No livestock producer wants to see their animals sick. Just as you protect your children they also seek to protect their animals. If an animal needs a shot or a bit of cough medicine they get it. Many farmers try to produce antibiotic free meat since it brings a premium from the consumer. At times whole herds of animals can be removed from an antibiotic free process when a sickness breaks out. This is a financial loss to the producer, but they will do it to get the premium label that some demand.
All medication has a withdrawal period, a time that it cannot be used before slaughter. Farmers and processors are monitored to be sure that they follow withdrawal guidelines. If antibiotics show up in the meat, it cannot be eaten.
Grass fed, free range, cages (So many sub subjects here.)
University studies show that if there is a bias on grass fed beef, it is in favor of conventionally fed. The HDL/LDL levels in beef that are conventionally fed seems be better than grass fed. An animal raised conventionally also grows faster since it does not have to go so far in search of food.
Corn is a grass. Saying that because you feed corn to an animal you are doing something unnatural is bogus.
Living out doors is better. Living out doors exposes food animals to predators and disease as well as some really nasty weather. Being in and enclosed area also allows the farmer or rancher to watch for and treat disease or injury. Just as you would not like to live in a tent or cave, food animals prefer barns.
Injury as animals compete for food is one of the biggest problems faced in raising livestock. Independent studies have found that when pigs are allowed the choice of free range or stall housing they will choose stalls 90% of the time, they feel safer in the stall.
There are diseases and parasites that live in the soil that can infect animals raised outside.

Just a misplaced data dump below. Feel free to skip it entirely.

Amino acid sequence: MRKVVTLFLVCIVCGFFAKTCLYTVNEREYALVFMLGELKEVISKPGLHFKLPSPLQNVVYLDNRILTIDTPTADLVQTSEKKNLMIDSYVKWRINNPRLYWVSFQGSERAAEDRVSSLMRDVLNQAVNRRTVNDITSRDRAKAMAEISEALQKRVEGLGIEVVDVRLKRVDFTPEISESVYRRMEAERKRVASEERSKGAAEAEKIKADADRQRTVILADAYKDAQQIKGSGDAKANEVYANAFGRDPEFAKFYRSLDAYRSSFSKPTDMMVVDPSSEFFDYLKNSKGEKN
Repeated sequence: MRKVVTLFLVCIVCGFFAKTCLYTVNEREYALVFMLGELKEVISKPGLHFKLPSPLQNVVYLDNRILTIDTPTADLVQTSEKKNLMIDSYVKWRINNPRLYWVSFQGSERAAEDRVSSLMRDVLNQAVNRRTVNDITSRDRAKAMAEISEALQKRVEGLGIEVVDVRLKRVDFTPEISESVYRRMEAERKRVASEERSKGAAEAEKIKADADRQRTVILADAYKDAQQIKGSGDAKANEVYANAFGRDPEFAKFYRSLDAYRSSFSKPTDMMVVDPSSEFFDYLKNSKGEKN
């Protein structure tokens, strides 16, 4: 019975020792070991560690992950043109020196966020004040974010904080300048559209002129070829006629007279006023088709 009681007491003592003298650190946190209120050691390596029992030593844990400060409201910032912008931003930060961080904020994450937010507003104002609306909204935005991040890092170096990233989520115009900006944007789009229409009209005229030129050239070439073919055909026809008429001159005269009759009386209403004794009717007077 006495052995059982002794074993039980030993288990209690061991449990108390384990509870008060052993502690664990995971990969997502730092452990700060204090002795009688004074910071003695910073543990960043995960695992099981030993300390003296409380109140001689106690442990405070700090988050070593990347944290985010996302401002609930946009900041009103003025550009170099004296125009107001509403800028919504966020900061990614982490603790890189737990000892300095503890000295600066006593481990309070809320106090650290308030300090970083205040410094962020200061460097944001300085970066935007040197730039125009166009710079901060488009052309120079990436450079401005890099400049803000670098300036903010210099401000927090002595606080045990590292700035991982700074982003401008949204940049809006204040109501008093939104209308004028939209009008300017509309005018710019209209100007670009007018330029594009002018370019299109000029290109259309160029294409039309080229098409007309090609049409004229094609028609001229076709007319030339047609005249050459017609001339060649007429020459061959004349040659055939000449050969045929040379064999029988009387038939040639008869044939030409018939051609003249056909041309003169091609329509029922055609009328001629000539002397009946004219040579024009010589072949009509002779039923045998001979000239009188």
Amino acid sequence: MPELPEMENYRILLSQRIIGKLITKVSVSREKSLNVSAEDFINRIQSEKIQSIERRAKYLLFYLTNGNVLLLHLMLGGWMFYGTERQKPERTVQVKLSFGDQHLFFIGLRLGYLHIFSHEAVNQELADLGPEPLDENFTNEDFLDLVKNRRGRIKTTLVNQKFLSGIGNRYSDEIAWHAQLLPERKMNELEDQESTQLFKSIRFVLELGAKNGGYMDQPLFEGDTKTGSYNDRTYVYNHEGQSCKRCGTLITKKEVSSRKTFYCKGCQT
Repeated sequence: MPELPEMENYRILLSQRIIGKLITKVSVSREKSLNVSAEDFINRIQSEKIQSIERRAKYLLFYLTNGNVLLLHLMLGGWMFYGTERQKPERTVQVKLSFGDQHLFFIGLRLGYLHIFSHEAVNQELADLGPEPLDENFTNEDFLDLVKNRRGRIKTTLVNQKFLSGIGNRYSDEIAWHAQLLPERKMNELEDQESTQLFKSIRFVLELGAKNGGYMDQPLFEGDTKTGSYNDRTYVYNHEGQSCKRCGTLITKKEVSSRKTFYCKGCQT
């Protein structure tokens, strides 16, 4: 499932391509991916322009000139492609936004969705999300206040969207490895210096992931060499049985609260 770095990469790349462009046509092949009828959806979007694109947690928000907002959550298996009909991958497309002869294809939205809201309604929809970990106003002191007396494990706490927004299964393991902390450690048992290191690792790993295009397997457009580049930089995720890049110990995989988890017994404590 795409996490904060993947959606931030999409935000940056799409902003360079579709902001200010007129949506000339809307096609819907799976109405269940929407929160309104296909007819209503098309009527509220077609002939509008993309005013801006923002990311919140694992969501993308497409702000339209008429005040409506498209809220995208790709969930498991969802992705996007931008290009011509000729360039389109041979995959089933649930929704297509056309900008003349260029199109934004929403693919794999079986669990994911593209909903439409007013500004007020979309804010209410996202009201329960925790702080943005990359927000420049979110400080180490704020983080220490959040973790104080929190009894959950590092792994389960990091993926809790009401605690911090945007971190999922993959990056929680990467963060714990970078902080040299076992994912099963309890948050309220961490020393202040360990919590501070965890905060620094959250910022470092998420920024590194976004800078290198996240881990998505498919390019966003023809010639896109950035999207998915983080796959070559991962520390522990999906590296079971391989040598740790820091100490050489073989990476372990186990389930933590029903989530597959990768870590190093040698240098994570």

This label is the most troubling for me. There are so many genetic modifications that have been made to our food plants and animals and some people try to lump them all into the same basket. Just because a food product has been modified to grow faster, use less water, use less fertilizer or resist pests does not mean it is dangerous. One of the staunchest critics of genetically modified organisms (GMOs), environmentalist Mark Lynas, recently said he had been mistaken and that the threat of GMOs had been exaggerated by him and others for years. Every piece of evidence I have seen that says GMO’s are bad for you has had hundreds of pieces of evidence brought forth to show how wrong they were.
I know that many feel in their gut that I am wrong, but when the science is so overwhelming, I know I’m right.
Filed under: Farm, science | Tags: Agriculture education, farm, glyphosate, nature, resistance, science, super weeds, Weed control
The headline says “Glyphosate resistance spreads,” but for me that is nothing new. Chemical manufacturers always expected this to happen. They warned farmers that it would happen, Why are we surprised. I noticed a resistance to glyphosate for certain plants from the first time I used it, this day was always going to come.
It is a fact of life that organisms adapt or die. Those that do adapt live to overcome the adversity that they were facing. If you live in a dry area only those plants that can tolerate dry conditions adapt and survive. If the soil is constantly wet, only those plants that can adapt, live. No matter what the problem, it’s a live or die world.
Despite headlines, these are not “super weeds” only survivors. There are still ways to control these weeds, it’s just that one of the cheapest methods is now gone. It is part of the battle for mother earth that we on the farm fight everyday. When we overuse a control method, ways will be found to get around it. There are ways, and we will find them, what we don’t know is how long the new methods will last.
Filed under: Ag education, Ag promotion, Biofuels, ethanol, Farm, Farm Bureau, science | Tags: Agriculture education, car, cars, compressed natural gas, diesel, diesel fuel, ethanol, ethanol producers, farm, Farm Bureau, gas, gasoline, liquefied petroleum gas, machines, transportation
One of the sessions I attended at the AFBF meeting in Nashville was a General Motors seminar on the future of motor vehicles. Since they were talking to a farm audience they mostly talked about light trucks, but automotive and heavy truck technology was also touched on. One of the items that they made plain was that the gasoline technology was not going away just yet, but they were gearing up for the future.